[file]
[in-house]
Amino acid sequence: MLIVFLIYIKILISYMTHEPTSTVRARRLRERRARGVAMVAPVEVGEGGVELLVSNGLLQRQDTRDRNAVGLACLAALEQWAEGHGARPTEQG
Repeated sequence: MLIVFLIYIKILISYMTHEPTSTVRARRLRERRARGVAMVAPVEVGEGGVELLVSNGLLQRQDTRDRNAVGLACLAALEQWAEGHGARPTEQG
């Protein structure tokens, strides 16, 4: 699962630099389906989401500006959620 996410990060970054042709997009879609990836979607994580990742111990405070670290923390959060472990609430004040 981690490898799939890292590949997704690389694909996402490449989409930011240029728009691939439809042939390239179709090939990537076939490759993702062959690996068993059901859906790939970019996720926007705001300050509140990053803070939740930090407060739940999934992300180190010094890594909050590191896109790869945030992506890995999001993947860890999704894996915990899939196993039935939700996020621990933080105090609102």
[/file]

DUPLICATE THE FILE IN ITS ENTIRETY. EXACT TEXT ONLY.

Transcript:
[in-house]
Amino acid sequence: MLIVFLIYIKILISYMTHEPTSTVRARRLRERRARGVAMVAPVEVGEGGVELLVSNGLLQRQDTRDRNAVGLACLAALEQWAEGHGARPTEQG
Repeated sequence: MLIVFLIYIKILISYMTHEPTSTVRARRLRERRARGVAMVAPVEVGEGGVELLVSNGLLQRQDTRDRNAVGLACLAALEQWAEGHGARPTEQG
């Protein structure tokens, strides 16, 4: 699962630099389906989401500006959620 996410990060970054042709997009879609990836979607994580990742111990405070670290923390959060472990609430004040 981690490898799939890292590949997704690389694909996402490449989409930011240029728009691939439809042939390239179709090939990537076939490759993702062959690996068993059901859906790939970019996720926007705001300050509140990053803070939740930090407060739940999934992300180190010094890594909050590191896109790869945030992506890995999001993947860890999704894996915990899939196993039935939700996020621990933080105090609102």